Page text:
I am deeply troubled by the decision of the UK Supreme Court and am appealing to you to override the court’s decision and halt the extradition process. In your role as Prime Minister of our country you have the means to assert parliamentary sovereignty in this instance and I urge you to exercise this right. You have further means to selectively bar the application of European Law in the UK.

I make this urgent request to you with numerous concerns about the ruling of the UK Supreme Court. I request that you take some time to consider the following resources in order to acquaint yourself with the controversy surrounding this case:

http://wlcentral.org/node/2630

Why Eurosceptics Should Back Assange

I am aware Home Secretary Theresa May wishes to offload the legal and human rights responsibilities of her office as regards extradition entirely into the hands of the judiciary. This case is a perfect illustration of why that is such a bad idea; Ms May’s plan too subverts the primacy of Parliament and “fails to understand the nature of extradition… Extradition is diplomatic in the first instance. It becomes judicial and ultimately it is political.” Sir Menzies Campbell MP http://www.theyworkforyou.com/whall/?gid=2011-11-24a.165.1

There are numerous instances where the case against Julian Assange has been in breach of the Human rights Act (1998). For example, under Article 6 (the right to a fair trial) Mr Assange should have been entitled to a fair and public hearing within a reasonable time by an independent and impartial tribunal. Julian Assange spent 5 weeks in Sweden following the complaints made against him and offered himself for questioning. He has also offered to speak with officials regarding the case from where he is now situated in the UK. Despite this, the Judicial Authority of Sweden has declined any opportunity to make reasonable contact with Mr Assange. Denying this has led to an unreasonable delay in the resolution of the case- a delay where the agitation against Julian (and sustained misreporting in the media) would make it impossible for any court to remain unbiased. Importantly, it also dismisses the rights of the two complainants involved; if their welfare was genuinely at the fore of this case every effort should have been made to question Julian Assange when he presented himself for these purposes while still in Sweden.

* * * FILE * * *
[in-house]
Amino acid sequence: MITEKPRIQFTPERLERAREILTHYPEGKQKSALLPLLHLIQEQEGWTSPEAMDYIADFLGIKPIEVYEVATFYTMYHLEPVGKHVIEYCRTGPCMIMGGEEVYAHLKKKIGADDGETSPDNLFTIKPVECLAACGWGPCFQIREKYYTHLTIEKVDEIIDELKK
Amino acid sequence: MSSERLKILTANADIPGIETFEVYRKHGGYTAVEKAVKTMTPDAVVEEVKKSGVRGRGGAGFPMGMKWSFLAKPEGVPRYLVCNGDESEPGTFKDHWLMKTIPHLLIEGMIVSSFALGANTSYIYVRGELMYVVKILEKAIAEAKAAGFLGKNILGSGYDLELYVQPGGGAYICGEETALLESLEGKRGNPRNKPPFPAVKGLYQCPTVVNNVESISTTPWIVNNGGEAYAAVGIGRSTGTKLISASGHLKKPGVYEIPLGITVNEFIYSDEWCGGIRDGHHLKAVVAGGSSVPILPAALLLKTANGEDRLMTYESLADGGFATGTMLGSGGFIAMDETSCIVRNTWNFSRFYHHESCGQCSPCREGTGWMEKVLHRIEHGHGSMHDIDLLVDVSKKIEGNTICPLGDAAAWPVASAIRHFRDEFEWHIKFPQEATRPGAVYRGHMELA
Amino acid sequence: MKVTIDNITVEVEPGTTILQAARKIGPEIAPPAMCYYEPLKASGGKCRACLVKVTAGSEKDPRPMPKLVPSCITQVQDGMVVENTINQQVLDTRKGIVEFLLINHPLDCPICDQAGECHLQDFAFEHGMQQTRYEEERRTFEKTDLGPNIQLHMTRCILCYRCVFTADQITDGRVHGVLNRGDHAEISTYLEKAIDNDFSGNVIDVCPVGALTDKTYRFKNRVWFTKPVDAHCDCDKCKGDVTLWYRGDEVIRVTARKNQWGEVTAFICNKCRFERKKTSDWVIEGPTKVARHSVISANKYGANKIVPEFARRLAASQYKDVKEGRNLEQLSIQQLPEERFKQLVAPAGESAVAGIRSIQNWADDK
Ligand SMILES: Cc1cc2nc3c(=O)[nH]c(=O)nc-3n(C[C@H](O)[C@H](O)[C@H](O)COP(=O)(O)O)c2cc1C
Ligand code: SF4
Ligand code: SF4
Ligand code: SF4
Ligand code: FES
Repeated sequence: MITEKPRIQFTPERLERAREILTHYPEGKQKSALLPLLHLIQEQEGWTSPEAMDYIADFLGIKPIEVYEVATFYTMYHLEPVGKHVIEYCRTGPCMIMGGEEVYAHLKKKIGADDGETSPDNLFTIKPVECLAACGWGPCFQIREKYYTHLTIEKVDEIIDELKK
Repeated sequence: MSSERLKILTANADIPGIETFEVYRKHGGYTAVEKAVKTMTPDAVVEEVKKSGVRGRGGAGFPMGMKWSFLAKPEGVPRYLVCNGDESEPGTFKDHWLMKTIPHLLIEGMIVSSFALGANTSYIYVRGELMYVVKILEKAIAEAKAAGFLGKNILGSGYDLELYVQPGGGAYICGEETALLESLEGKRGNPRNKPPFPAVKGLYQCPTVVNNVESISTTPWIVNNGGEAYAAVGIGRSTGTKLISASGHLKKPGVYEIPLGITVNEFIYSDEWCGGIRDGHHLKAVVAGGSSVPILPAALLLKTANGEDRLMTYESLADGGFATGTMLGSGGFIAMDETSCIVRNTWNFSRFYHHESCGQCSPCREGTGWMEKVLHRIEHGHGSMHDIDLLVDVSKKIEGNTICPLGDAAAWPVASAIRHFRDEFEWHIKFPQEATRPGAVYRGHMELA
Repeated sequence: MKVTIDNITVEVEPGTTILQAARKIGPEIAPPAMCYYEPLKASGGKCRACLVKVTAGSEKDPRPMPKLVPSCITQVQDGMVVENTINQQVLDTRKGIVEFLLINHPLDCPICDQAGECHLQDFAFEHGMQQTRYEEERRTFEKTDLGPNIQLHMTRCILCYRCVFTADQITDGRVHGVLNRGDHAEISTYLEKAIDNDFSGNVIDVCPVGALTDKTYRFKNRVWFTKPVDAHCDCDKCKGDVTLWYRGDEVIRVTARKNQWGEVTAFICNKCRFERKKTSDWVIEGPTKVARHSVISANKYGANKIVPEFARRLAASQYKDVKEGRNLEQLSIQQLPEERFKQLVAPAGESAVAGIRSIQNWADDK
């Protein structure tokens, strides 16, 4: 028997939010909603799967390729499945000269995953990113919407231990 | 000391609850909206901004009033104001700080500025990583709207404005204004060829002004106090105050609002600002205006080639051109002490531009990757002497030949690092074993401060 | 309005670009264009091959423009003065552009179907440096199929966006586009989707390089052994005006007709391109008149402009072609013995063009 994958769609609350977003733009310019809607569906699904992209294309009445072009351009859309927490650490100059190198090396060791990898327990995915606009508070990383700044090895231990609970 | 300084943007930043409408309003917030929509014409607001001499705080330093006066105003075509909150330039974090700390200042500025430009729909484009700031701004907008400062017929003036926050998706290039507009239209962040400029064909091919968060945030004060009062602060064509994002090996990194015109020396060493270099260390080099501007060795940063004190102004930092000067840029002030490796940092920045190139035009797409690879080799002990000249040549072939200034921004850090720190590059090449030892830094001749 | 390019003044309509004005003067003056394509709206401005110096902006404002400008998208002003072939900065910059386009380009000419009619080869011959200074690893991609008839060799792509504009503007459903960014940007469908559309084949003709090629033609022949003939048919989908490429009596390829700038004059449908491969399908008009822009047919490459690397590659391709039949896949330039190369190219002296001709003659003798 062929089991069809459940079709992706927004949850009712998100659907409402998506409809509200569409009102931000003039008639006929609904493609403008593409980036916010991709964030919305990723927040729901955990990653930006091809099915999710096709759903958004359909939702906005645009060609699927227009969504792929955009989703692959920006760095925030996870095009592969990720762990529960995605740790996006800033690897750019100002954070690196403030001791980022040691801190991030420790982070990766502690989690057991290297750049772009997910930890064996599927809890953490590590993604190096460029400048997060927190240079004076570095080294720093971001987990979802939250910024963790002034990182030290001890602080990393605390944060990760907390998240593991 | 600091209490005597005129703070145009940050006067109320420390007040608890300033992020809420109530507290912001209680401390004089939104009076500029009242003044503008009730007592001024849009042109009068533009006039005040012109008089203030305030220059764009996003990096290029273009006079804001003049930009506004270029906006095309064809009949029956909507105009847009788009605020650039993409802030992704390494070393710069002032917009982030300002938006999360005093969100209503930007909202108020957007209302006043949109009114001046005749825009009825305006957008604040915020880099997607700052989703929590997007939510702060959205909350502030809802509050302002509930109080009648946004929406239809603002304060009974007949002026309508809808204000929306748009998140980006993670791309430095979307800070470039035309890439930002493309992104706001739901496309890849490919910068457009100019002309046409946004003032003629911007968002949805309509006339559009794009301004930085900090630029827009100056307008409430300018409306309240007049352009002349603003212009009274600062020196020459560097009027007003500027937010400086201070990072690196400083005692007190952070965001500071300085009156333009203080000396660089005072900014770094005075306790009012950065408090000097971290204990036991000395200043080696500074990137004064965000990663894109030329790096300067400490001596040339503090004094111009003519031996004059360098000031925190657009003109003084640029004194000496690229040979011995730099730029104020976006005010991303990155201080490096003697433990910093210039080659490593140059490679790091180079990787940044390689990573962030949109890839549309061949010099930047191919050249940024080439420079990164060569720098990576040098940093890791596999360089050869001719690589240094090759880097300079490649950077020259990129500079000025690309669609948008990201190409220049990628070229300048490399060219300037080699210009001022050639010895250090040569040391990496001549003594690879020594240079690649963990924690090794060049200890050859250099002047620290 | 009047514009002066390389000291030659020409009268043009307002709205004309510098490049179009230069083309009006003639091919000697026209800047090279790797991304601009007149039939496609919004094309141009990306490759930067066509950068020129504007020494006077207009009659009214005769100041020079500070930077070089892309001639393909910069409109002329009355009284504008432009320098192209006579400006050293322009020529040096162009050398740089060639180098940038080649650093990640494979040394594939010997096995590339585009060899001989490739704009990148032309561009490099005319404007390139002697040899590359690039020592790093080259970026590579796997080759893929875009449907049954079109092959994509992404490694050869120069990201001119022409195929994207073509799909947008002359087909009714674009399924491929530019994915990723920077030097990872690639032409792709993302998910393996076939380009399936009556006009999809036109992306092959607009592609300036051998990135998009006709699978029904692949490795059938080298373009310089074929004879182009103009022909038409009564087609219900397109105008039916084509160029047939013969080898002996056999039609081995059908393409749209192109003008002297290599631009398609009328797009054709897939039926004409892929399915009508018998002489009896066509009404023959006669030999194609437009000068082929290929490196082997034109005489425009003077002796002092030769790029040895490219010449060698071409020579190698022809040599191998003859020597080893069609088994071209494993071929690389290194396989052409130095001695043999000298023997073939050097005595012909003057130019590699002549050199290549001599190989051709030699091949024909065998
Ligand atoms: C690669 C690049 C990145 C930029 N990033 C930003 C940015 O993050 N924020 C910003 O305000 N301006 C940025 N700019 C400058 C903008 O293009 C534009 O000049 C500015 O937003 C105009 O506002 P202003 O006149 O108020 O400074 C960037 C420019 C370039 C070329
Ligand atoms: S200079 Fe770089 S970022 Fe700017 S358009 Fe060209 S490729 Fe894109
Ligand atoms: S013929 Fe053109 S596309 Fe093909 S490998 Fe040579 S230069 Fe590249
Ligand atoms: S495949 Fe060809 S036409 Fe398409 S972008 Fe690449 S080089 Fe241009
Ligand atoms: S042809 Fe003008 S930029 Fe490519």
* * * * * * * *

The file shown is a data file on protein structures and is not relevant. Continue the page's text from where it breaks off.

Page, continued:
It is critical to note that the allegations against Mr Assange have NOT been brought by the female complainants; the allegations have been levelled by the Swedish State. That was the whole point of his Supreme Court appeal. The women are as much victims of the Swedish State as Mr Assange himself is, as they went to police for advice about HIV testing and have publicly stated that he is not violent and they did not wish to file a complaint. One of the women has stated she felt “railroaded” by police and did not sign her witness statement, which was later amended by a politician acting as the women’s lawyer (see http://wlcentral.org/node/1418 ). After reviewing the police file, a senior Stockholm prosecutor dismissed all the allegations bar one (non-extraditable) molestation offence for further investigation, then closed the case entirely.

There is a suspicion among people I’ve spoken to that long-promised extradition reform is being delayed until after Mr Assange has left these shores, perhaps because of this http://www.scribd.com/doc/81571864/Feb12FOICase20979Reply , which shows high-level US involvement in the Scott Baker extradition review – itself suffering from excessive secrecy (along with other FOI requests concerning Mr Assange, which have all been denied). What good will reform do at that stage if, thanks to the Supreme Court verdict in his case, anything Parliament enacts in future is deemed automatically superseded by the European Civil Law system?